You’ve got a month’s worth of reports to finish, and only a week to get them done. Your co-worker is on vacation, and you picked up her shift. Just an ordinary day on the job? Maybe. But if it regularly frustrates you, it’s time to find a good way to handle it.
“Workplace stress is bad for your heart,” says Michael Miller, MD, director of the Center for Preventive Cardiology at the University of Maryland School of Medicine and author of Heal Your Heart.
There are a lot of assumptions we make about our hearts. And for each myth, there is often some truth upon which it is founded.
Take heart attacks, for instance.
Most people imagine they would know when they are having a heart attack. It would be difficult not to recognize symptoms of "the big one" – sweating, soreness in the left arm, and sudden, disabling chest pain.
But that’s not always the case. Sometimes the signs are much more subtle or mimic other conditions.
"I have heard of instances...
Everyone is different. You might thrive on a job that someone else finds incredibly stressful. The problem often is a job that is “high-demand, low-control,” Miller says. “That’s when your boss gives you too much to do and no control over how to do it."
5 Signs of Job Stress
Does this sound familiar?
Your heart races, your palms sweat, and your blood pressure goes way up.
You feel tired and cranky, and you snap at your family and friends.
You have trouble sleeping and concentrating.
You catch colds more often and have trouble shaking them off.
You “self-medicate” with a pint of ice cream or an extra glass of wine.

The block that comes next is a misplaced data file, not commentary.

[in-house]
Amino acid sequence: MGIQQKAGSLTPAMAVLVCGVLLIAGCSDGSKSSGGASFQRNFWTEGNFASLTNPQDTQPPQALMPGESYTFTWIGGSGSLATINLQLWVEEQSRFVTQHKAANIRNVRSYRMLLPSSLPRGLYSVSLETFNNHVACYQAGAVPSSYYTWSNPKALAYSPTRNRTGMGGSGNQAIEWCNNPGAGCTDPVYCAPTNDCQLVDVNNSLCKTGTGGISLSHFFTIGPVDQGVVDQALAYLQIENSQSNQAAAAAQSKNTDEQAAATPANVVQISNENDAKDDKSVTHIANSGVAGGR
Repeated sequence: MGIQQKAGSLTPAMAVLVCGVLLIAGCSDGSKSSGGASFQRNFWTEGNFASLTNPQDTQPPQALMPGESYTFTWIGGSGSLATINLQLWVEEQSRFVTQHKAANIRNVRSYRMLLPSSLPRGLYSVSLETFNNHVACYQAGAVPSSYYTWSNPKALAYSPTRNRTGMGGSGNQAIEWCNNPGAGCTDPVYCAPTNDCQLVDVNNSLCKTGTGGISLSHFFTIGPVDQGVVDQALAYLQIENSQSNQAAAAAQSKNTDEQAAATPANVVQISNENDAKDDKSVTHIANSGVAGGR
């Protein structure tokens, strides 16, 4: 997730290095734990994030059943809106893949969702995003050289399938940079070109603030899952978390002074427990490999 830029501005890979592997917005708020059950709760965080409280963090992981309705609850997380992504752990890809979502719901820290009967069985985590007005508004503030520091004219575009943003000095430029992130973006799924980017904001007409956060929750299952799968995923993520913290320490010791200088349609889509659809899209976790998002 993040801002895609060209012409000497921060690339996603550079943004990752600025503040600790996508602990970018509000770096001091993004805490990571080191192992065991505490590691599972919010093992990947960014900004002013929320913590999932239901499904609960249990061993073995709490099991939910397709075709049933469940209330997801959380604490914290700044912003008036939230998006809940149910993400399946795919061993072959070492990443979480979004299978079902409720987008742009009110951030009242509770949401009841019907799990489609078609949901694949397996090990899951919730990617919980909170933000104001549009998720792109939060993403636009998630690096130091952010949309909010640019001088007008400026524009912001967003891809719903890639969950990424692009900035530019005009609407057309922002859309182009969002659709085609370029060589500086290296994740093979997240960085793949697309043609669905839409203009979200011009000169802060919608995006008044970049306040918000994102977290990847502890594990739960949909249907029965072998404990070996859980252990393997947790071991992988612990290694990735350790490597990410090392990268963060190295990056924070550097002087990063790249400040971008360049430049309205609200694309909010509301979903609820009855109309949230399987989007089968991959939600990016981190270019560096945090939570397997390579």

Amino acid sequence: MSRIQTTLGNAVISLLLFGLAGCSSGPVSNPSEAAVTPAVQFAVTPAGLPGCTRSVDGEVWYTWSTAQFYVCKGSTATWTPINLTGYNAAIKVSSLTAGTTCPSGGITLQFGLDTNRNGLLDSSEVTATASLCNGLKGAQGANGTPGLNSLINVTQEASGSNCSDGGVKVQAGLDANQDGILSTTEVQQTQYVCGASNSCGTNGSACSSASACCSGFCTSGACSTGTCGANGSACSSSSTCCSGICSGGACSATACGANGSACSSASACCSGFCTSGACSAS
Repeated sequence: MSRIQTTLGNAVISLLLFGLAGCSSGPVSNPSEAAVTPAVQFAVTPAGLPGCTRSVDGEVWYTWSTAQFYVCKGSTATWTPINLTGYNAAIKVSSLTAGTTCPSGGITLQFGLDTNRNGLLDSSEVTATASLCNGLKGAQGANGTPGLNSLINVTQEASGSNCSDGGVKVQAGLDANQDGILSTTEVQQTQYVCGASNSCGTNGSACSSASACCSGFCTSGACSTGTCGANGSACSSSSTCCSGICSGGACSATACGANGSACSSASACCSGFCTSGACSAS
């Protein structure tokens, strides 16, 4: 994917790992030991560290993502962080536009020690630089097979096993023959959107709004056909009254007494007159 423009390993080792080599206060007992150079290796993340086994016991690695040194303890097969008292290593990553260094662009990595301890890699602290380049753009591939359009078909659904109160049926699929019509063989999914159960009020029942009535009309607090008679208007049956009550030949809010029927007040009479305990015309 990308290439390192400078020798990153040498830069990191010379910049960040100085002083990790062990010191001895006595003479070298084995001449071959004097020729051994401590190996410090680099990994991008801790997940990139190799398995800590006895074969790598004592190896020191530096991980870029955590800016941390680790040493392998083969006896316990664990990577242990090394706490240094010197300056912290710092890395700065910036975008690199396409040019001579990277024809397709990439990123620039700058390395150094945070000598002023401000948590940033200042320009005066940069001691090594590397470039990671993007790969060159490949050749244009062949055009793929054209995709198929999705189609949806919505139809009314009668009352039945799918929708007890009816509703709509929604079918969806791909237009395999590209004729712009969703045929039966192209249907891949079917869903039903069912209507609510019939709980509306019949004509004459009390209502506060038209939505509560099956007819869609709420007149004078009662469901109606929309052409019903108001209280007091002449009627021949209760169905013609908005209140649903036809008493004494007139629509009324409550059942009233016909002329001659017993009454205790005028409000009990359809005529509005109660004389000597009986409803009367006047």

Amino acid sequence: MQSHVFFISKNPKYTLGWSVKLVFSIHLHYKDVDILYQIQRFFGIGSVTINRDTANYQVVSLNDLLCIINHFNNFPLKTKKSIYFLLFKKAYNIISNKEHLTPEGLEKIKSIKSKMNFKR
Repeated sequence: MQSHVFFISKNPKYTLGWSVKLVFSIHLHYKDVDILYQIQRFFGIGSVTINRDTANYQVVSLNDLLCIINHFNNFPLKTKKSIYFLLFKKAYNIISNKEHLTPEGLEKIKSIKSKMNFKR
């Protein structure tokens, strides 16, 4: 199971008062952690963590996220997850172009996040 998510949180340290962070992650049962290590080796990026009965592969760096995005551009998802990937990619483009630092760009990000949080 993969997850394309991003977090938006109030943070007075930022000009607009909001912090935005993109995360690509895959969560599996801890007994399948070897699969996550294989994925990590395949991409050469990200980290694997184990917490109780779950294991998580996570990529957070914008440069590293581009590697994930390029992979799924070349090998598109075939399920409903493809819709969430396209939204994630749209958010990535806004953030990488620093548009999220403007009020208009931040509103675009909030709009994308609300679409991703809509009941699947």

If you’ve got a job like this, your chance of having a heart attack goes up.
How Bad Is It?
Sometimes, the problem is short-term. Imagine you’re an accountant in the middle of tax season or a cashier at the mall during the holidays. Your body pumps out stress hormones like adrenaline and cortisol to help you spring into action to get the job done. And even though it’s rough, you know that soon, life will get back to normal.
But if there’s no end in sight, your body stays flooded with those chemicals and starts converting them into cholesterol. That can lead to heart disease.
You can take steps to stop that in its tracks. Use these proven strategies.
First, check out these questions from Redford Williams, MD, head of behavioral medicine at Duke University School of Medicine. If you answer "yes" to one or more, you’ve got workplace stress and it’s time to speak up or chill out.
Does the stress cause problems with how well I do my job? Is it hard to focus?
Do my co-workers feel the same way?
Does the stress trouble my relationships at home? Do I snap at family members, avoid friends, and argue over little things?
Does it affect my physical health? Do I get sick more often, feel tired all the time, eat or sleep poorly, or drink more than usual?
Do my friends and family tell me I’m not my usual self?
“What happens next is up to you,” Williams says. “In the end, the only person you can depend on to manage your stress is you.”